How PECO-filters work

Photo ElectroChemical Oxidation (PECO) technology was developed over 20 years innovating air purification by destroying organic pollutants at the chemical level. After it has been activated by light inside the Molekule device, the surface of the catalyst can break down organic pollutants such as VOCs, viruses, bacteria, mold spores and allergens into harmless gases like carbon dioxide and water vapor.

Traditional air filtration captures pollutants by filtering contaminated air through a labyrinth of tiny fibers in the hope that only breathable air finds its way out the other side. Research has shown that this method is incomplete and additional methods such as source control may be required. Instead of trying to catch the pollutants in a jungle of small spaces, the fibers of PECO-filters are coated with a catalyst that performs a powerful chemical reaction that destroys organic pollutants at the smallest possible scale.

 

PECO is an oxidizing catalyst

The star of PECO-filter is the catalyst coated onto the fibers of the filter. When organic pollutants come into contact with the catalyst they are destroyed. There are some details and nuances to the destruction process that involve a little chemistry and physics.

The catalytic part of PECO refers to the creation of pollution-destroying hydroxyl radicals when it is exposed to light. These radicals essentially speed up what is known as oxidation, which is the O in PECO. 

Ordinarily, almost anything that comes into contact with the air we breathe is slowly oxidized by the oxygen in the atmosphere. Oxidation is a chemical reaction at the center of many different natural processes, including the decomposition of organic matter. A very fast and familiar form of oxidation is called combustion or burning. When something like wood burns, the chemicals that compose it are converted into gases that float away and little is left behind but a small pile of ash. When something is burned so hot that it incinerates, almost nothing is left behind at all.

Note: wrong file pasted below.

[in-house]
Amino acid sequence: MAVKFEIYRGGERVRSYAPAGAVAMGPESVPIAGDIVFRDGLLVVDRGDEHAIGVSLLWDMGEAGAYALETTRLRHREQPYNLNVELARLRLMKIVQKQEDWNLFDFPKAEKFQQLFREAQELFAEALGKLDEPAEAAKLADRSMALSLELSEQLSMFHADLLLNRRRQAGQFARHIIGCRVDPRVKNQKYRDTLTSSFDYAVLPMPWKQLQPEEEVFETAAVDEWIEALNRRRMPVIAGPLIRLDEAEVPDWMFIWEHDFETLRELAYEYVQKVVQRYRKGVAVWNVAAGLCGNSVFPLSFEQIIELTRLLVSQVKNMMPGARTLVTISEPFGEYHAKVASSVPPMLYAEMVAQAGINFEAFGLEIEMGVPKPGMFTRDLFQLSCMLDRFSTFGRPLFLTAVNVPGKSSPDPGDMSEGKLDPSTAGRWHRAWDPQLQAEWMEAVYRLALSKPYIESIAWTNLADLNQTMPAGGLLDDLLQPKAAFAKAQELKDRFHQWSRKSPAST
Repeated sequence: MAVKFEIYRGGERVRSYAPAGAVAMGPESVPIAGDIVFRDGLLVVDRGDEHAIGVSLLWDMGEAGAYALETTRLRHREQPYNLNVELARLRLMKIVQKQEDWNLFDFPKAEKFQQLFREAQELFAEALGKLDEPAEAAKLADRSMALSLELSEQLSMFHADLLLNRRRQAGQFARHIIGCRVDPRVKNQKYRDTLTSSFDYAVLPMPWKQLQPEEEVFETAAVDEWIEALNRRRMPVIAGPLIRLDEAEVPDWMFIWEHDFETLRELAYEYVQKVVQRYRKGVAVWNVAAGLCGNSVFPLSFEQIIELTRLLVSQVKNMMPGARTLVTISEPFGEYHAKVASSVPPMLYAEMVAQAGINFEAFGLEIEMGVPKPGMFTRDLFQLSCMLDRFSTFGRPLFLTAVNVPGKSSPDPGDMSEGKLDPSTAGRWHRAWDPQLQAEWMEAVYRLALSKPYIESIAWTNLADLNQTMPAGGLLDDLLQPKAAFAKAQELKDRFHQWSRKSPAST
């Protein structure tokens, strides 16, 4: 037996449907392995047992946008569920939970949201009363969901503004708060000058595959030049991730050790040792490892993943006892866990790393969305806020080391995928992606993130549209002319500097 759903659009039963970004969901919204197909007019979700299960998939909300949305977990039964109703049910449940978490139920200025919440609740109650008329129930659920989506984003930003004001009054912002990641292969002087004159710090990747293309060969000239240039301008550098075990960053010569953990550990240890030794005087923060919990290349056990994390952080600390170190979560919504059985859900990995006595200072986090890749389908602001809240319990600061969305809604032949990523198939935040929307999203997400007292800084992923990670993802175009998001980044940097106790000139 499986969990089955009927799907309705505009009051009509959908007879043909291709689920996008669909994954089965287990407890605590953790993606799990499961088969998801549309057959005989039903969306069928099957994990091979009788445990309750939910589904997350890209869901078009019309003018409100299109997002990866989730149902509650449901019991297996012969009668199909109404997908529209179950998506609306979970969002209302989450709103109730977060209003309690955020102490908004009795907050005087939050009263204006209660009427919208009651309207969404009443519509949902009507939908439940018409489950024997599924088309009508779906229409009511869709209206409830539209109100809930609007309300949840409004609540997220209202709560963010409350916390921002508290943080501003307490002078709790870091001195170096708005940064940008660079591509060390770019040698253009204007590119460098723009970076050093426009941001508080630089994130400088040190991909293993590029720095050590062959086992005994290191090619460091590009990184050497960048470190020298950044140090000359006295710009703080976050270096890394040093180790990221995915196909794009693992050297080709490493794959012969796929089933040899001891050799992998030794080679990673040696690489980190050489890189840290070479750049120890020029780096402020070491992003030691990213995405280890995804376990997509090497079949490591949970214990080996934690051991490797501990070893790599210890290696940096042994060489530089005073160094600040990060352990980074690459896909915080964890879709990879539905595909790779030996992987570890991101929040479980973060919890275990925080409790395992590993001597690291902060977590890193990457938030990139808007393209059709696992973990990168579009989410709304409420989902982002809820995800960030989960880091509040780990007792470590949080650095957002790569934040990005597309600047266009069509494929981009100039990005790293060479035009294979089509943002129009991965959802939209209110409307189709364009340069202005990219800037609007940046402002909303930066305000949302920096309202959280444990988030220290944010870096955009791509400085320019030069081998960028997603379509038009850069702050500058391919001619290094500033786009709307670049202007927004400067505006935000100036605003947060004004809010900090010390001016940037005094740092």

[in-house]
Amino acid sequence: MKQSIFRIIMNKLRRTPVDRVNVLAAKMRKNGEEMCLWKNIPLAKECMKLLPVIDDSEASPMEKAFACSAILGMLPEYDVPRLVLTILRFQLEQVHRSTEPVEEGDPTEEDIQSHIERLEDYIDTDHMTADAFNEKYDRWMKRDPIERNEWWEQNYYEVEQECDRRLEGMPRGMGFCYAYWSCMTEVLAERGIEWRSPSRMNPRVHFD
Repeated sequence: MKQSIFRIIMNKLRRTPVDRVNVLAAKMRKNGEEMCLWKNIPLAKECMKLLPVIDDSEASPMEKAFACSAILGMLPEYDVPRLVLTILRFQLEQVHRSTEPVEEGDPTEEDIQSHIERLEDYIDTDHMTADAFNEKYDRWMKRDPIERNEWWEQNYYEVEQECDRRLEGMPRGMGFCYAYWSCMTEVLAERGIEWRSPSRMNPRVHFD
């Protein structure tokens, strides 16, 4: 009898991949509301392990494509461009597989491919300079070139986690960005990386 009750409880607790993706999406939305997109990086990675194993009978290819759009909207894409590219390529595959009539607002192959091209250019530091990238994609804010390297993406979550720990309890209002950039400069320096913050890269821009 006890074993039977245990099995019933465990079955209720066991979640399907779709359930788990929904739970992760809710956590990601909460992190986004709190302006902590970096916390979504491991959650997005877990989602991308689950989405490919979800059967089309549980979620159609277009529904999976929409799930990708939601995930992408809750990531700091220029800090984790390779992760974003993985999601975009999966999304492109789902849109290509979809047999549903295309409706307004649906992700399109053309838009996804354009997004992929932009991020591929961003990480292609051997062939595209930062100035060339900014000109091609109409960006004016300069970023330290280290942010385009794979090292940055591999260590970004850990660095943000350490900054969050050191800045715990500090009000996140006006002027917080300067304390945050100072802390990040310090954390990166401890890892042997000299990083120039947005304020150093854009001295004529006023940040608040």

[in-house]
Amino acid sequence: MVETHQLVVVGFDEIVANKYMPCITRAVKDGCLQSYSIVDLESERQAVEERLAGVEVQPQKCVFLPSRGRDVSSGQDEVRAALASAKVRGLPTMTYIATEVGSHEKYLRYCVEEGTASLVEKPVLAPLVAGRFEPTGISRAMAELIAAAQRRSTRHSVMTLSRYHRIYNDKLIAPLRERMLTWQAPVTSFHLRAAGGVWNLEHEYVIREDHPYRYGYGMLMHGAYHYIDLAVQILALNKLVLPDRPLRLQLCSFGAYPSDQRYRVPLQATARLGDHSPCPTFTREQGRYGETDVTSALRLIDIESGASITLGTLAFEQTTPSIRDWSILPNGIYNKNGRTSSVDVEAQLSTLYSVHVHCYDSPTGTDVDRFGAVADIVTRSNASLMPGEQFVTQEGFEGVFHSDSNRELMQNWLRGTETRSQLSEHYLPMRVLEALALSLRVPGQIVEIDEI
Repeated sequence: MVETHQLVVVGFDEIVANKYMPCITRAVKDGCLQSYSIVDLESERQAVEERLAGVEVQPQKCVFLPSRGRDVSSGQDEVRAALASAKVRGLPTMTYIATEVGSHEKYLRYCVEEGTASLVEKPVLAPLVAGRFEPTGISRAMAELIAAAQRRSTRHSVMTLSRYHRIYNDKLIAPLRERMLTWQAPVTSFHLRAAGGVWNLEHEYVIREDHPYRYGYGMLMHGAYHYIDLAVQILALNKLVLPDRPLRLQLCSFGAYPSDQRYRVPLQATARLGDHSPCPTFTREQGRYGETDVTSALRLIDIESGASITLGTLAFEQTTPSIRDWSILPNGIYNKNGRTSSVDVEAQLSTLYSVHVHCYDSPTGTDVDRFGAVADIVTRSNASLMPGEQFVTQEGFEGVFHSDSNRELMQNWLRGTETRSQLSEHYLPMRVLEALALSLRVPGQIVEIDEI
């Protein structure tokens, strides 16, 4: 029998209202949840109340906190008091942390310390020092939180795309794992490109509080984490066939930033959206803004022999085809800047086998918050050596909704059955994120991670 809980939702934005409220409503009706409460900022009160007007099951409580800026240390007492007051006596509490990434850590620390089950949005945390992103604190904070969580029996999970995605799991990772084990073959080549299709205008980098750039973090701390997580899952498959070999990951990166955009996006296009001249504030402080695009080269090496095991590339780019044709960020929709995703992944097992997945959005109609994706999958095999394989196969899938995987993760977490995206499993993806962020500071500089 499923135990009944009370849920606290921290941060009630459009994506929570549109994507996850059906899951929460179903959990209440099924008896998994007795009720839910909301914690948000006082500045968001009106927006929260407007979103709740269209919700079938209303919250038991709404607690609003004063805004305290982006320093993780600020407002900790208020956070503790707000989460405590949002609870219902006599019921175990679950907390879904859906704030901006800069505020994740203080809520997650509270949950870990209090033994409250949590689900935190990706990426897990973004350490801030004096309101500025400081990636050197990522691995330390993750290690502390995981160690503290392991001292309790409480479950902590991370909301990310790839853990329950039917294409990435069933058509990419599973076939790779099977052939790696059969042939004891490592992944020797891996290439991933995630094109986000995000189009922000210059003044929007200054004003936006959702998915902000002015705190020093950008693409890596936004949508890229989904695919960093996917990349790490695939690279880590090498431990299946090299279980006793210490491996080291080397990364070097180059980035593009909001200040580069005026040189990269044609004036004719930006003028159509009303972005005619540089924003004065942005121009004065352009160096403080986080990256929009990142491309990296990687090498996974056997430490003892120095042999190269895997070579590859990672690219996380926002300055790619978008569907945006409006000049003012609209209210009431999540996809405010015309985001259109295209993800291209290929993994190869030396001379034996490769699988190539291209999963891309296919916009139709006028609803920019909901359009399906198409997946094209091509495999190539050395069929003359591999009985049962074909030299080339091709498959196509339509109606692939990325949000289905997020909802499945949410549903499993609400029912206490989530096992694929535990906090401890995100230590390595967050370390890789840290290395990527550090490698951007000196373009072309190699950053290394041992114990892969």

PECO is activated by light

PECO is a photocatalyst, which is just a catalyst that is activated by light. Photocatalysts need strong sources of light to activate their destructive power, so most photocatalysts are activated by UV light. Certain types of high-energy UV can produce ozone, which is a toxic gas that also may be more dangerous than the pollutants the purifier is attempting to reduce.

The PECO catalyst was specially designed to reduce the widest array of pollutants possible compared to traditional solutions without introducing any extra toxins into the air, so PECO is designed to use safe UV-A light. UV-A light is most commonly found as the purplish light that is sold as “blacklight” and makes posters and other bright colors glow fluorescently. UV-A light is not known to produce ozone but still has the energy necessary to activate the PECO photocatalyst.

 

PECO is efficient photocatalytic destruction